MCCOOLE — Several residents of the McCoole area told emergency services officials Monday that they cannot move forward with plans and fire service arrangements in the district until answers are addressed following the recent closing of their financially strapped volunteer fire department.
“The community needs closure from the past before we can look to the future,” said William Ambrose, a resident whose father helped to create the McCoole Volunteer Fire Department in the late 1930s.
About 60 people filled Cornerstone Ministries Church to help shape details for future fire service in the McCoole area and to hear answers as to how their fire station ended up nearly $1 million in debt and in foreclosure.
The meeting was hosted by Dick DeVore, the director of the department of emergency services for Allegany County. Also present were area fire officials, along with Bill Valentine and Michael McKay, county commissioners.
The once-solvent McCoole Volunteer Fire Department, which McKay acknowledged as a “jewel” in the area before its slow demise, had only one fire truck and four firefighters when county officials closed it in April.
At the meeting, citizens raised a hand to speak and were not required to give their names.
“Where was the county when our fire station was being cannibalized?” asked one citizen.
Nerves were raw among McCoole residents who wanted answers for what they see as a mismanagement of the fire station’s assets during the administration of Fire Chief Charles Pearce Jr.
Allegany County State’s Attorney Michael Twigg has revealed that an investigation is continuing in the handling of the fire station’s assets.
Public records show fire station officials paid $3,800 rent to Hamburger Haven restaurant, of which Pearce is the resident agent, from 2004-2010. This was done in an apparent effort to raise money for the fire station.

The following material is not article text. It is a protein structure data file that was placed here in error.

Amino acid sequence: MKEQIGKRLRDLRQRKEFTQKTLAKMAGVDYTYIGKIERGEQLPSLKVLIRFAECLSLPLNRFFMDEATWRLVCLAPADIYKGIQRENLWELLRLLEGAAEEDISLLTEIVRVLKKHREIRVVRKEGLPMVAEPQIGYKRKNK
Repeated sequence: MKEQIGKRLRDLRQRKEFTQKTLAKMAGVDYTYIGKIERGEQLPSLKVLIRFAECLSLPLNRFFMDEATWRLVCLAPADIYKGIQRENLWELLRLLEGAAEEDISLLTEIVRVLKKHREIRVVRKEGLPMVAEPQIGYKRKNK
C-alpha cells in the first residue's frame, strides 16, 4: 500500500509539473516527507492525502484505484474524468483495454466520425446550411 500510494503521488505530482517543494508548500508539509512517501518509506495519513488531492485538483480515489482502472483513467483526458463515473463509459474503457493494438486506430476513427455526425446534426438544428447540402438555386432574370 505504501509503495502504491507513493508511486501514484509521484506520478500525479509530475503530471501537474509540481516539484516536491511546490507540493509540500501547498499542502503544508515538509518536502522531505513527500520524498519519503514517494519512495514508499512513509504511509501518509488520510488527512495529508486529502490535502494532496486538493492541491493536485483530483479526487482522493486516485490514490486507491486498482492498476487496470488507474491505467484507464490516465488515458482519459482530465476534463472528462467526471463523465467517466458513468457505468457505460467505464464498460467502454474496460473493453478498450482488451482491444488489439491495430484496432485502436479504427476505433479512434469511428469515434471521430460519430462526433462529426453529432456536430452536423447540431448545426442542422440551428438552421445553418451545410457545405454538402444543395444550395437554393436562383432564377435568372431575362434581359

Other residents complained that expensive equipment was purchased only to be sold off later.
DeVore asked that the meeting focus on the future.
Officials talked to the citizens about the creation of a McCoole substation administered by the Rawlings Volunteer Fire Department.
McCoole could have their fire district covered by Rawlings and Potomac of Westernport, with Keyser, W.Va., also responding as a mutual aid station.
DeVore, along with Wes Foor, fire chief of Rawlings, also spoke of the advantages of establishing a fire tax.
“When you have a fire tax, you have to have an annual audit by a certified public accountant,” said Foor.
Foor explained that an audit will help monitor the books and prevent the likelihood of any future foul play.
By a show of hands, the residents showed interest in a cooling off period before making any decisions on a substation or a fire tax.
With residents left pondering how it all happened, they expressed no mood for planning.
DeVore promised to have as many meetings as needed and set the next one for July 22 at 7 p.m. at the same location.
“We want to hear something from Mr. Twigg (state’s attorney). We need to hear some answers to all this,” said one citizen.
“We want a lawyer to pursue the past. The future will take care of itself,” said another resident.
Greg Larry can be contacted at firstname.lastname@example.org.